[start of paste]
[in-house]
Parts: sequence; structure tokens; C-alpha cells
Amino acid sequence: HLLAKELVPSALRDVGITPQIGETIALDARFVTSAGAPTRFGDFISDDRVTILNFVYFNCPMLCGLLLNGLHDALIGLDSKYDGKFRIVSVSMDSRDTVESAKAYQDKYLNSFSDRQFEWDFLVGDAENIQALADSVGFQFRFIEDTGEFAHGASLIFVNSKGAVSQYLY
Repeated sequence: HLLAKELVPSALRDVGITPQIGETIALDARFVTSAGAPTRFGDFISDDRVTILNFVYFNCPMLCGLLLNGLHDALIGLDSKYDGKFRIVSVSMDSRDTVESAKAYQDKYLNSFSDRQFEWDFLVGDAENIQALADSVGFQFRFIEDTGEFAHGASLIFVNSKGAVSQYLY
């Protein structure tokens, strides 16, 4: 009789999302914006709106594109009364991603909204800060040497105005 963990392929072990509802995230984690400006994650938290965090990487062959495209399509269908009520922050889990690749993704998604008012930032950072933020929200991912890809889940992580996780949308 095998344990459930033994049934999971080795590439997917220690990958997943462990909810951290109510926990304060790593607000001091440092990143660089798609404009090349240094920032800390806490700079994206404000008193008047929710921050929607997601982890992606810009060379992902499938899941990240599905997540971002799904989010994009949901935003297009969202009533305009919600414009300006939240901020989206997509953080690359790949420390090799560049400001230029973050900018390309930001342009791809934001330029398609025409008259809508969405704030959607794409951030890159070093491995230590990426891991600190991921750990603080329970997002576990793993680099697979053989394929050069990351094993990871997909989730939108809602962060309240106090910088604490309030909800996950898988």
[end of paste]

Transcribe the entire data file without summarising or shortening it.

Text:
[in-house]
Parts: sequence; structure tokens; C-alpha cells
Amino acid sequence: HLLAKELVPSALRDVGITPQIGETIALDARFVTSAGAPTRFGDFISDDRVTILNFVYFNCPMLCGLLLNGLHDALIGLDSKYDGKFRIVSVSMDSRDTVESAKAYQDKYLNSFSDRQFEWDFLVGDAENIQALADSVGFQFRFIEDTGEFAHGASLIFVNSKGAVSQYLY
Repeated sequence: HLLAKELVPSALRDVGITPQIGETIALDARFVTSAGAPTRFGDFISDDRVTILNFVYFNCPMLCGLLLNGLHDALIGLDSKYDGKFRIVSVSMDSRDTVESAKAYQDKYLNSFSDRQFEWDFLVGDAENIQALADSVGFQFRFIEDTGEFAHGASLIFVNSKGAVSQYLY
């Protein structure tokens, strides 16, 4: 009789999302914006709106594109009364991603909204800060040497105005 963990392929072990509802995230984690400006994650938290965090990487062959495209399509269908009520922050889990690749993704998604008012930032950072933020929200991912890809889940992580996780949308 095998344990459930033994049934999971080795590439997917220690990958997943462990909810951290109510926990304060790593607000001091440092990143660089798609404009090349240094920032800390806490700079994206404000008193008047929710921050929607997601982890992606810009060379992902499938899941990240599905997540971002799904989010994009949901935003297009969202009533305009919600414009300006939240901020989206997509953080690359790949420390090799560049400001230029973050900018390309930001342009791809934001330029398609025409008259809508969405704030959607794409951030890159070093491995230590990426891991600190991921750990603080329970997002576990793993680099697979053989394929050069990351094993990871997909989730939108809602962060309240106090910088604490309030909800996950898988």